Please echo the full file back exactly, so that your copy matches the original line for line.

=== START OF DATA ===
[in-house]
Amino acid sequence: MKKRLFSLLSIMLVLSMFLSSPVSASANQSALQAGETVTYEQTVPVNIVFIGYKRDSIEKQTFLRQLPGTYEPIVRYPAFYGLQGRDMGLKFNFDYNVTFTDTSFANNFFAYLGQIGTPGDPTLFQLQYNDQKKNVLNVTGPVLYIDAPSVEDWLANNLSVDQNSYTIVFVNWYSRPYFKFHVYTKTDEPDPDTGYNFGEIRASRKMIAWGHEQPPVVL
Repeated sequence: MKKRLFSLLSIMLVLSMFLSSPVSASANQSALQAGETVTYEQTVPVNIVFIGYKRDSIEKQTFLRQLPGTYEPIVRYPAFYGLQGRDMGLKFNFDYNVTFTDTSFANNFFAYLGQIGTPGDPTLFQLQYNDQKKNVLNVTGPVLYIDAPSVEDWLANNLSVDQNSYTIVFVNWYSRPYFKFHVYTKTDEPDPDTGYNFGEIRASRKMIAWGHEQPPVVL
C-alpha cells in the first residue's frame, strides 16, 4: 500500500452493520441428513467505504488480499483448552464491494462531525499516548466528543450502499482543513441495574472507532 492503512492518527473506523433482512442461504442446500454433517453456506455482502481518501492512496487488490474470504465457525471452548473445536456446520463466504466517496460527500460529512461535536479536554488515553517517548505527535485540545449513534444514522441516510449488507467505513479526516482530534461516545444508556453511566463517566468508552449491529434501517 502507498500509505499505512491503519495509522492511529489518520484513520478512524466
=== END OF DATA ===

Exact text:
[in-house]
Amino acid sequence: MKKRLFSLLSIMLVLSMFLSSPVSASANQSALQAGETVTYEQTVPVNIVFIGYKRDSIEKQTFLRQLPGTYEPIVRYPAFYGLQGRDMGLKFNFDYNVTFTDTSFANNFFAYLGQIGTPGDPTLFQLQYNDQKKNVLNVTGPVLYIDAPSVEDWLANNLSVDQNSYTIVFVNWYSRPYFKFHVYTKTDEPDPDTGYNFGEIRASRKMIAWGHEQPPVVL
Repeated sequence: MKKRLFSLLSIMLVLSMFLSSPVSASANQSALQAGETVTYEQTVPVNIVFIGYKRDSIEKQTFLRQLPGTYEPIVRYPAFYGLQGRDMGLKFNFDYNVTFTDTSFANNFFAYLGQIGTPGDPTLFQLQYNDQKKNVLNVTGPVLYIDAPSVEDWLANNLSVDQNSYTIVFVNWYSRPYFKFHVYTKTDEPDPDTGYNFGEIRASRKMIAWGHEQPPVVL
C-alpha cells in the first residue's frame, strides 16, 4: 500500500452493520441428513467505504488480499483448552464491494462531525499516548466528543450502499482543513441495574472507532 492503512492518527473506523433482512442461504442446500454433517453456506455482502481518501492512496487488490474470504465457525471452548473445536456446520463466504466517496460527500460529512461535536479536554488515553517517548505527535485540545449513534444514522441516510449488507467505513479526516482530534461516545444508556453511566463517566468508552449491529434501517 502507498500509505499505512491503519495509522492511529489518520484513520478512524466